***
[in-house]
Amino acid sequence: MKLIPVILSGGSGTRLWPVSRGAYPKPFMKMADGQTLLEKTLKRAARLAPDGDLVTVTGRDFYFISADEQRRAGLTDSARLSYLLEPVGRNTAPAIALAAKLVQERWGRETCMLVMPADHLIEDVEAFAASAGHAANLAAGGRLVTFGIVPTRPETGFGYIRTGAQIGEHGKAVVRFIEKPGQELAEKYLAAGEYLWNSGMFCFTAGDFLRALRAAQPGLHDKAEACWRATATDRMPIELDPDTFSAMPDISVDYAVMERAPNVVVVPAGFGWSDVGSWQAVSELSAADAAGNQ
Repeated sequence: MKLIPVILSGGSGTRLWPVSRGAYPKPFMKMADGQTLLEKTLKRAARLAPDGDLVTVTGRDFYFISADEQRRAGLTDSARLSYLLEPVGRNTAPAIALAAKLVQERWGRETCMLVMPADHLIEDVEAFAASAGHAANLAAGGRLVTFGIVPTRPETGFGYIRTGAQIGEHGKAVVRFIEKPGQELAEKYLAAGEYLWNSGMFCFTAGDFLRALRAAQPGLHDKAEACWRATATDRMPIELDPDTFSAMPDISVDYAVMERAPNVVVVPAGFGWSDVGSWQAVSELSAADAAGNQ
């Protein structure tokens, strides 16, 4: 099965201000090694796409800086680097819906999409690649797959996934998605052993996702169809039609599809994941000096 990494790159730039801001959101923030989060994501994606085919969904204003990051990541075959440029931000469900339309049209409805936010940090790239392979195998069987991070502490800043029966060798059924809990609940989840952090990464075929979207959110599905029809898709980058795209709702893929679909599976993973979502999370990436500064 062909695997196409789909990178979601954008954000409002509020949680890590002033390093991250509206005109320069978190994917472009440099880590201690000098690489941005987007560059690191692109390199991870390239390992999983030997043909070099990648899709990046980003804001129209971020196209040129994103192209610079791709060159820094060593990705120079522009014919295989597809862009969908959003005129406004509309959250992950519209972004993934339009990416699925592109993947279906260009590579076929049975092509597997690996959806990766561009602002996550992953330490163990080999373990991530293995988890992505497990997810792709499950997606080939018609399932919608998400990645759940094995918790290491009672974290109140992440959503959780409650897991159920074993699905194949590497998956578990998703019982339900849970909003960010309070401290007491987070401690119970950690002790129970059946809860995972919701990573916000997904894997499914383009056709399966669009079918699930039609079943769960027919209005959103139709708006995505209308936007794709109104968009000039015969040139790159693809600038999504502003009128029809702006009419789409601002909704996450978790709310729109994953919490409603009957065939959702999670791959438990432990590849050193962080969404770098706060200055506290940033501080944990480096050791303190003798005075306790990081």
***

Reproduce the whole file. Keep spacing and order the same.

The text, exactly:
[in-house]
Amino acid sequence: MKLIPVILSGGSGTRLWPVSRGAYPKPFMKMADGQTLLEKTLKRAARLAPDGDLVTVTGRDFYFISADEQRRAGLTDSARLSYLLEPVGRNTAPAIALAAKLVQERWGRETCMLVMPADHLIEDVEAFAASAGHAANLAAGGRLVTFGIVPTRPETGFGYIRTGAQIGEHGKAVVRFIEKPGQELAEKYLAAGEYLWNSGMFCFTAGDFLRALRAAQPGLHDKAEACWRATATDRMPIELDPDTFSAMPDISVDYAVMERAPNVVVVPAGFGWSDVGSWQAVSELSAADAAGNQ
Repeated sequence: MKLIPVILSGGSGTRLWPVSRGAYPKPFMKMADGQTLLEKTLKRAARLAPDGDLVTVTGRDFYFISADEQRRAGLTDSARLSYLLEPVGRNTAPAIALAAKLVQERWGRETCMLVMPADHLIEDVEAFAASAGHAANLAAGGRLVTFGIVPTRPETGFGYIRTGAQIGEHGKAVVRFIEKPGQELAEKYLAAGEYLWNSGMFCFTAGDFLRALRAAQPGLHDKAEACWRATATDRMPIELDPDTFSAMPDISVDYAVMERAPNVVVVPAGFGWSDVGSWQAVSELSAADAAGNQ
């Protein structure tokens, strides 16, 4: 099965201000090694796409800086680097819906999409690649797959996934998605052993996702169809039609599809994941000096 990494790159730039801001959101923030989060994501994606085919969904204003990051990541075959440029931000469900339309049209409805936010940090790239392979195998069987991070502490800043029966060798059924809990609940989840952090990464075929979207959110599905029809898709980058795209709702893929679909599976993973979502999370990436500064 062909695997196409789909990178979601954008954000409002509020949680890590002033390093991250509206005109320069978190994917472009440099880590201690000098690489941005987007560059690191692109390199991870390239390992999983030997043909070099990648899709990046980003804001129209971020196209040129994103192209610079791709060159820094060593990705120079522009014919295989597809862009969908959003005129406004509309959250992950519209972004993934339009990416699925592109993947279906260009590579076929049975092509597997690996959806990766561009602002996550992953330490163990080999373990991530293995988890992505497990997810792709499950997606080939018609399932919608998400990645759940094995918790290491009672974290109140992440959503959780409650897991159920074993699905194949590497998956578990998703019982339900849970909003960010309070401290007491987070401690119970950690002790129970059946809860995972919701990573916000997904894997499914383009056709399966669009079918699930039609079943769960027919209005959103139709708006995505209308936007794709109104968009000039015969040139790159693809600038999504502003009128029809702006009419789409601002909704996450978790709310729109994953919490409603009957065939959702999670791959438990432990590849050193962080969404770098706060200055506290940033501080944990480096050791303190003798005075306790990081």